Ah, the halfway point, and I don't yet want to tragically bash my own head with the remote.
As Benton leafs through the "Cops Hook Fisherman" story in the Ledger, Nikki charges out of jail complaining about the experience. To distract her, Wallace offers her coffee and a bagel, but she still asks who convinced the NYPD not to press charges. "Beekman," Wallace admits. Nikki's pissed off that she owes Si something. Then she spies the paper and snatches it from a sewage-infested bog -- Wallace's armpit. She sees the headline. "Rag," she spits, tossing it into the trash. Benton looks annoyed. I think he's just bummed that the Valjean figure in this drama didn't turn out to have a hot, unattached waif for an adoptive daughter.
Minton appears in the prison visiting area, looking fetching in orange -- the "in" color this fall for the incarcerated -- and an artful 2-4-6-0-1 tattoo on his bicep. He posits that he got too cocky and assumed no one would piece together his true identity. The fact that no one but Wallace ever ran a background check on Daniel Minton is completely ridiculous. That's just par for the course, though. Minton says that once the paper ran his photo after the Fulton Fish Market settlement, and no one got wind of anything, he assumed he'd be safe. "I figured O'Hare can disappear. Daniel Minton -- he can rise," breathes Danny. Wallace wigs that Danny's pulling a Mike Tyson by talking about himself in the third person. "Please get me the hell out of here," pleads Minton. Wallace says he'll investigate, but the verdict will be tough to impeach and that Andrieson is away until the following day. "He's the key," Minton says. "The Red Squad got to him." Minton argues that he's innocent, and Wallace just looks at him and wonders whether the offer for a sea-bass bludgeoning is still valid.
Benton asks fellow journalist Phil (okay, so he calls him "Carbone," but it's Phil and we all know it), if he ever did an exposé of the Red Squad in the 1960s. Phil did. "We had our own little KGB spying around?" Wallace asks. Phil says people got inured to it, but offers Wallace a great source from "deep inside" the Red Squad. Way to go, Phil. Stock in Phil Inc. -- trading as PHIL -- just rose twenty percent.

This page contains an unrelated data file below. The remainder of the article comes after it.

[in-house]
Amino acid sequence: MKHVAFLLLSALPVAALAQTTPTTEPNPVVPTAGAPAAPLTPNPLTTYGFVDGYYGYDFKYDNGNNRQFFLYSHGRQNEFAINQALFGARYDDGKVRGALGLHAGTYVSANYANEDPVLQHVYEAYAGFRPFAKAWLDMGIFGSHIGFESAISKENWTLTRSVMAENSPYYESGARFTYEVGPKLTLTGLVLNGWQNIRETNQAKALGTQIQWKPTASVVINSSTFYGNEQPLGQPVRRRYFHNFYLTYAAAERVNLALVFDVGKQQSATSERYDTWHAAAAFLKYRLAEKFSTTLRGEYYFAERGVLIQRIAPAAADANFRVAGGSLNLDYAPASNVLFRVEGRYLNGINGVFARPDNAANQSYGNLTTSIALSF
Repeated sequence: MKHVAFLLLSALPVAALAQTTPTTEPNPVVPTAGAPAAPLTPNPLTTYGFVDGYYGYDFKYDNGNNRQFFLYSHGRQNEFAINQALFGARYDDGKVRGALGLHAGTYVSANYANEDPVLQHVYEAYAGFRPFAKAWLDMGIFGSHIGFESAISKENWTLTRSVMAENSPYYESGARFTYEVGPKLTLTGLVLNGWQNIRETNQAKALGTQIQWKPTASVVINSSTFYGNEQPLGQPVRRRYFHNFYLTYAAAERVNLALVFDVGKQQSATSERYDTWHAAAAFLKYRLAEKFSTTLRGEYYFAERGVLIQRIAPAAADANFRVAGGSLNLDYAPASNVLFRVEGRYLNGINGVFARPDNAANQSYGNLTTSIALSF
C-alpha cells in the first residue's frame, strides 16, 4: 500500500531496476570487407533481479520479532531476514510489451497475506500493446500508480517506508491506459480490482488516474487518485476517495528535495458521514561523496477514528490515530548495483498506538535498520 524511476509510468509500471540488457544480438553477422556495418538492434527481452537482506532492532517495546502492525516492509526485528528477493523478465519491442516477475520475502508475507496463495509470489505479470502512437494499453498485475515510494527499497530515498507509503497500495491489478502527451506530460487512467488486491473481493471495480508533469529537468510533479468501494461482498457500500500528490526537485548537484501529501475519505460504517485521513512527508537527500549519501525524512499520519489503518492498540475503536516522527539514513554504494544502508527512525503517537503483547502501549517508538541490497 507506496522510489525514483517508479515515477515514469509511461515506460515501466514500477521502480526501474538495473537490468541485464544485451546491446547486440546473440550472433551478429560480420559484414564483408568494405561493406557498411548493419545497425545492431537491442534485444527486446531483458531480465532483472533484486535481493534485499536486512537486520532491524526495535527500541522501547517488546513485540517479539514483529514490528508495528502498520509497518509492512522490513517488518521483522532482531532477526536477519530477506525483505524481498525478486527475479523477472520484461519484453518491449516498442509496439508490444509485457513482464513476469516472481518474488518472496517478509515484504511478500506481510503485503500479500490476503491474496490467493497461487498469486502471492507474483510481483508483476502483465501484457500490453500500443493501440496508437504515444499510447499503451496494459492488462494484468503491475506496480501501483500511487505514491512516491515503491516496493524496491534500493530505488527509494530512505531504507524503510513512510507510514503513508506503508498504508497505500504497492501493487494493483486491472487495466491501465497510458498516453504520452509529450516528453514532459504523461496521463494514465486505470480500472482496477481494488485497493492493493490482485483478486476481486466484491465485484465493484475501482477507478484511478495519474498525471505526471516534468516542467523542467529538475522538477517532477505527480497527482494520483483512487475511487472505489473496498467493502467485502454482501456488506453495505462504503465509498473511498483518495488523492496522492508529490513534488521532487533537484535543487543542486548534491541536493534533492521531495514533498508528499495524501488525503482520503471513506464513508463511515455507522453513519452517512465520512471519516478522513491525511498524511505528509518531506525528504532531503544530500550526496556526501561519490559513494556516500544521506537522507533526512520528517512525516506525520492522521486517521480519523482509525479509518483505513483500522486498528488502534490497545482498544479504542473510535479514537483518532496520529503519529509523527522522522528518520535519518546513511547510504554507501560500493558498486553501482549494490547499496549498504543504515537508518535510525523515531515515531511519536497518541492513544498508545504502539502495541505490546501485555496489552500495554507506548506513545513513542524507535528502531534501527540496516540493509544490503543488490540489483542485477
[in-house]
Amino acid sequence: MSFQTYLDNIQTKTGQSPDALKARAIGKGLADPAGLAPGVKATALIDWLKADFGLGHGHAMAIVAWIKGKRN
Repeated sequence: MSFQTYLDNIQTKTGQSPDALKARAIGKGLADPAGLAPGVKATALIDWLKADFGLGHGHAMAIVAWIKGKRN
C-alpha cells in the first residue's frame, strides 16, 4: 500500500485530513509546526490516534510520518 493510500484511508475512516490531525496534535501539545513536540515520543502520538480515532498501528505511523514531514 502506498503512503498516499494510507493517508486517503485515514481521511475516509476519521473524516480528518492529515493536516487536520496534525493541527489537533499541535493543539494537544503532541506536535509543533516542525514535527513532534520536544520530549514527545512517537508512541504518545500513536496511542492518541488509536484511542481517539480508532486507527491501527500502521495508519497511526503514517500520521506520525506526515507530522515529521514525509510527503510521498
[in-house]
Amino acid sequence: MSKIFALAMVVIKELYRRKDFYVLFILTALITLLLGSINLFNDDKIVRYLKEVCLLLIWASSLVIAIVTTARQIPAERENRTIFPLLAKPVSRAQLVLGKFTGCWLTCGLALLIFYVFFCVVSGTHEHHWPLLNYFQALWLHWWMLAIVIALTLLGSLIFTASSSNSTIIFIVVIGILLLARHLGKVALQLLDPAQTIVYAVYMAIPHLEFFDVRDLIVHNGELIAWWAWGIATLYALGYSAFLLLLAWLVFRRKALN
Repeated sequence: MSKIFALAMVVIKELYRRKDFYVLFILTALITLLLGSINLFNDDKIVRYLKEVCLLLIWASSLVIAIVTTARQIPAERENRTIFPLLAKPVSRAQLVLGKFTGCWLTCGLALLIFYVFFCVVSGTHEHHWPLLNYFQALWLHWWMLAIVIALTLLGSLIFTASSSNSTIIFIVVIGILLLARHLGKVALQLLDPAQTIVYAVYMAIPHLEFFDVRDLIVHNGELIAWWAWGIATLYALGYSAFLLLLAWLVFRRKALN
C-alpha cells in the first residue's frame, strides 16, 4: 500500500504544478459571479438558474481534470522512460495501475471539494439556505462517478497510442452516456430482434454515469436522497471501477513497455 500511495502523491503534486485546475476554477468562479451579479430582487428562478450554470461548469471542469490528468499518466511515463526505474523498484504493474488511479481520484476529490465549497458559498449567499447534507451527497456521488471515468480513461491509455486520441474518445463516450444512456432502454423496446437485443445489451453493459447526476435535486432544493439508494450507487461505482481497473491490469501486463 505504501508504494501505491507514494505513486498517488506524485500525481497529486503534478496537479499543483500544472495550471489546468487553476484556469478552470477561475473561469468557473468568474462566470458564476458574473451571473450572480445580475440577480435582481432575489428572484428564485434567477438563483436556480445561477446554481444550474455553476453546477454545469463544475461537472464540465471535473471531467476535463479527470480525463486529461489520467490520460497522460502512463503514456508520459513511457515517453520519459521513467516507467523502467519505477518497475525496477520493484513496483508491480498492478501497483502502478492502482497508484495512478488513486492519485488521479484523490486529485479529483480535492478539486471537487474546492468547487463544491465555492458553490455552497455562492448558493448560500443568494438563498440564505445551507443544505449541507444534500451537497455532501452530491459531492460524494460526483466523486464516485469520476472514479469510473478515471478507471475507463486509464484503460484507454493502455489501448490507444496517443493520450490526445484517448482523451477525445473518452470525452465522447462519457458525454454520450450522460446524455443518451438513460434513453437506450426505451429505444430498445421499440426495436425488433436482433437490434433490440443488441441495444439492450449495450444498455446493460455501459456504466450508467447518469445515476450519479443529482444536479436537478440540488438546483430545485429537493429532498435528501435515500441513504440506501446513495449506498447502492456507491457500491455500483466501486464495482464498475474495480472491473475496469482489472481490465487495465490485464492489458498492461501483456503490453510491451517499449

The Murphy Brown graphic informs us that Wally is in Lower "Manhatten[sic]," a region that evidently has requested a name change so as to remain anonymous. Either that, or it's so far down the borough that the last vowel automatically drops to one lower in the order. Anyway, Earl Hindman from Home Improvement -- he played Wilson, the neighbor -- is defusing a bomb in the middle of a street. He waves Wallace toward him, inside a police barricade. Earl shouts that he's almost done, and apologizes for raising his voice, but his eardrums were blown out in Vietnam. "Best twenty-six months of my life," he enthuses. "I was twenty on my first tour, fraggin' and slaggin' land mines...you defuse, you live. You screw up, and you're pink Jell-O." On the last word, he yanks something from the bomb and Wallace ducks, but nothing explodes. Earl laughs, then hides his face behind a picket fence. We establish that Earl has done intelligence work, and he offers to show Wallace the pictures he seeks. Wallace backs off and says they can meet when he's not working with TNT.